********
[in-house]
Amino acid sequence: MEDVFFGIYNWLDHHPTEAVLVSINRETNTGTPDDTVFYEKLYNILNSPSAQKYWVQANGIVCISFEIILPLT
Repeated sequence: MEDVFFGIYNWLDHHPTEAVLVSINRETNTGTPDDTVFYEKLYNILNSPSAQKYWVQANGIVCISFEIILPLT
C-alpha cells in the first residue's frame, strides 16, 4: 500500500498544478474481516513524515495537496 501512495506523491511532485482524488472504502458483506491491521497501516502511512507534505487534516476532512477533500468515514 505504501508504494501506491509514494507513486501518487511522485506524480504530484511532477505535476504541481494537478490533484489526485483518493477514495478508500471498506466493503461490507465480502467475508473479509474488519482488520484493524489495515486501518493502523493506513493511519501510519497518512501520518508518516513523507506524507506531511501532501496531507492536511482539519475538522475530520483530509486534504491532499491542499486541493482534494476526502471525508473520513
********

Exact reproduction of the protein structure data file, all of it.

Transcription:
[in-house]
Amino acid sequence: MEDVFFGIYNWLDHHPTEAVLVSINRETNTGTPDDTVFYEKLYNILNSPSAQKYWVQANGIVCISFEIILPLT
Repeated sequence: MEDVFFGIYNWLDHHPTEAVLVSINRETNTGTPDDTVFYEKLYNILNSPSAQKYWVQANGIVCISFEIILPLT
C-alpha cells in the first residue's frame, strides 16, 4: 500500500498544478474481516513524515495537496 501512495506523491511532485482524488472504502458483506491491521497501516502511512507534505487534516476532512477533500468515514 505504501508504494501506491509514494507513486501518487511522485506524480504530484511532477505535476504541481494537478490533484489526485483518493477514495478508500471498506466493503461490507465480502467475508473479509474488519482488520484493524489495515486501518493502523493506513493511519501510519497518512501520518508518516513523507506524507506531511501532501496531507492536511482539519475538522475530520483530509486534504491532499491542499486541493482534494476526502471525508473520513